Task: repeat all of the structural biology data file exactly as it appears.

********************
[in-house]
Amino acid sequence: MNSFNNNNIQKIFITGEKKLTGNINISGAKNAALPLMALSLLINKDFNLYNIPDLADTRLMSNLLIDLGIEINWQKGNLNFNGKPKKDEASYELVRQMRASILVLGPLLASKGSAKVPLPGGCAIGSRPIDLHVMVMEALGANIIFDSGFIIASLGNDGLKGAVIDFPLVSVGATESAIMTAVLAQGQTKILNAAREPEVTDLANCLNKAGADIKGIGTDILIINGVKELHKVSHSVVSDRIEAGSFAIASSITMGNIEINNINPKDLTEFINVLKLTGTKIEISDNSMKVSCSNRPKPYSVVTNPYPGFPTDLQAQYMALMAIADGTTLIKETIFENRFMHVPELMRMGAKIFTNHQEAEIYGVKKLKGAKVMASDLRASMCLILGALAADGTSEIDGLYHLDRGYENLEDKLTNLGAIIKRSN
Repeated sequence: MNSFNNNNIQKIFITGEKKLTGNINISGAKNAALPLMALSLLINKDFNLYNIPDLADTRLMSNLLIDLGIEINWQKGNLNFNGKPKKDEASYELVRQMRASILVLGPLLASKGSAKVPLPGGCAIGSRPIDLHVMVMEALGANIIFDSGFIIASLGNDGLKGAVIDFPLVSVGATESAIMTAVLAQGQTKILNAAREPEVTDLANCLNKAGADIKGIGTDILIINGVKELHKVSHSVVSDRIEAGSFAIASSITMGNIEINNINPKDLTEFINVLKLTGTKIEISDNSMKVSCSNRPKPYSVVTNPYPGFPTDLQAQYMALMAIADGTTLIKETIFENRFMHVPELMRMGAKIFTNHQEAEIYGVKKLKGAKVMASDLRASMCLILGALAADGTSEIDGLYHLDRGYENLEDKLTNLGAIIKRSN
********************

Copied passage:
[in-house]
Amino acid sequence: MNSFNNNNIQKIFITGEKKLTGNINISGAKNAALPLMALSLLINKDFNLYNIPDLADTRLMSNLLIDLGIEINWQKGNLNFNGKPKKDEASYELVRQMRASILVLGPLLASKGSAKVPLPGGCAIGSRPIDLHVMVMEALGANIIFDSGFIIASLGNDGLKGAVIDFPLVSVGATESAIMTAVLAQGQTKILNAAREPEVTDLANCLNKAGADIKGIGTDILIINGVKELHKVSHSVVSDRIEAGSFAIASSITMGNIEINNINPKDLTEFINVLKLTGTKIEISDNSMKVSCSNRPKPYSVVTNPYPGFPTDLQAQYMALMAIADGTTLIKETIFENRFMHVPELMRMGAKIFTNHQEAEIYGVKKLKGAKVMASDLRASMCLILGALAADGTSEIDGLYHLDRGYENLEDKLTNLGAIIKRSN
Repeated sequence: MNSFNNNNIQKIFITGEKKLTGNINISGAKNAALPLMALSLLINKDFNLYNIPDLADTRLMSNLLIDLGIEINWQKGNLNFNGKPKKDEASYELVRQMRASILVLGPLLASKGSAKVPLPGGCAIGSRPIDLHVMVMEALGANIIFDSGFIIASLGNDGLKGAVIDFPLVSVGATESAIMTAVLAQGQTKILNAAREPEVTDLANCLNKAGADIKGIGTDILIINGVKELHKVSHSVVSDRIEAGSFAIASSITMGNIEINNINPKDLTEFINVLKLTGTKIEISDNSMKVSCSNRPKPYSVVTNPYPGFPTDLQAQYMALMAIADGTTLIKETIFENRFMHVPELMRMGAKIFTNHQEAEIYGVKKLKGAKVMASDLRASMCLILGALAADGTSEIDGLYHLDRGYENLEDKLTNLGAIIKRSN